Taxi drivers marched through the steps of City Hall on Friday to hail a new debt relief package.
While a deal was first announced last year under former mayor Bill de Blasio, the framework was only finalized last month, with support from mayor Eric Adams.
Adams was joined on Friday by two other powerful lawmakers who have advocated for drivers, Representative Alexandria Ocasio-Cortez and Majority Leader Chuck Schumer.
What do you want to know
- A debt relief program opened earlier this month, with the city offering grants of $30,000 per driver and guaranteeing debt on restructured loans — which are capped at $170,000.
- Officials say more than 1,000 drivers have already taken advantage of the program and obtained more than $225 million in debt relief
- A deal was first struck last year under former mayor Bill de Blasio, but the deal was only finalized last month with support from mayor Eric Adams.
- Adams was joined Friday by two other political heavyweights, Majority Leader Chuck Schumer and Rep. Alexandria Ocasio-Cortez.
“When Mayor Adams says he’s a gifted mayor, that’s a great example,” Schumer said. “You did it, baby. Thank you.”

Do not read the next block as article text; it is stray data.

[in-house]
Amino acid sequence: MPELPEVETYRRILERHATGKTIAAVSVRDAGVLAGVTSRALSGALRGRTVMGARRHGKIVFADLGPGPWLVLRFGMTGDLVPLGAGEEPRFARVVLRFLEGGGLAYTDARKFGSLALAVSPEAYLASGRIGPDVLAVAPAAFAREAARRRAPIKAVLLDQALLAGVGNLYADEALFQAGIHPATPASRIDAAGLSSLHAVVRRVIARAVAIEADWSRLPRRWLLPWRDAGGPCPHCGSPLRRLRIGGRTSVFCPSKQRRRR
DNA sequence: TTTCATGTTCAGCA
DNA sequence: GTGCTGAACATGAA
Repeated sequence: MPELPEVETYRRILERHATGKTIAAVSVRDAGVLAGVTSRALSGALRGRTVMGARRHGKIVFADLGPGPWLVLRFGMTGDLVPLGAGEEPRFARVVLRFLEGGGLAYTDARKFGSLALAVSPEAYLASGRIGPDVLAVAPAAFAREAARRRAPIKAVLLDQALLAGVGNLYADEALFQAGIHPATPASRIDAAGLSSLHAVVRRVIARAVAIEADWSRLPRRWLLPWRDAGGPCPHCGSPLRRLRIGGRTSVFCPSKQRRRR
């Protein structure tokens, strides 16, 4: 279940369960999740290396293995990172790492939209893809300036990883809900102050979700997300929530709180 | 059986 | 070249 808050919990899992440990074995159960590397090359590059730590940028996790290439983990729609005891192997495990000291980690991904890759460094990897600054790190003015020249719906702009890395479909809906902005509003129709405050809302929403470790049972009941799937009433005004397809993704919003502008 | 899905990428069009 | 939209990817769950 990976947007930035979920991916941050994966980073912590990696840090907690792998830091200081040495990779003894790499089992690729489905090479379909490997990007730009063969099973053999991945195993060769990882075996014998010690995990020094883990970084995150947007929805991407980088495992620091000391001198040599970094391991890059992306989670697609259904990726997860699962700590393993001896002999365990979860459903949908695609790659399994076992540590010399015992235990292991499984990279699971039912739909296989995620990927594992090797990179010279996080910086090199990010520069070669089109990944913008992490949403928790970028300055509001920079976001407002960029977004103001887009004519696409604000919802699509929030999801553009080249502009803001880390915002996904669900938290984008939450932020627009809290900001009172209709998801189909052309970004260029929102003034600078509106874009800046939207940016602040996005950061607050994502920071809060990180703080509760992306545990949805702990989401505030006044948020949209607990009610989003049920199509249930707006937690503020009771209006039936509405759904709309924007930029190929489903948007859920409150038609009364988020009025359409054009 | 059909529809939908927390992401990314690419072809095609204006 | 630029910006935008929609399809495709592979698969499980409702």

Applications for the program opened earlier this month.
Officials say more than 1,000 drivers have already taken advantage of it, which has relieved more than $225 million in debt.
As part of an agreement with lenders, the city is offering cash grants of $30,000 per driver and guarantees debt on restructured loans, which will be reduced to a maximum of $170,000 and down from a average of about $550,000.
“While we can help and assist large financial institutions, workers should also get a discount,” Ocasio-Cortez said.
Schumer, whose stepfather worked as a taxi driver, said he pressed de Blasio on the issue.
“More than a thousand [drivers] reduced their debt,” he said. “They continue to pay a debt, but a debt that they can live with, work with, be proud of and provide for their families.”
Many taxi drivers found themselves buried in crushing debt when the industry was decimated by the rise of Uber and other ride-sharing apps. Several drivers have resorted to suicide.
A push for debt relief culminated in a hunger strike at City Hall last year.
“The owners and taxi drivers are there for us,” Adams said. “Every time we raise our hand to hail a taxi on a sidewalk, they respond. Now is the time for us to defend them.
Bhairavi Desai, executive director of the New York Taxi Workers Alliance, said: “After all they have given to this city, they can finally feel that they are not only essential, but no longer expendable. . And our beautiful city has recognized the value of taxi drivers.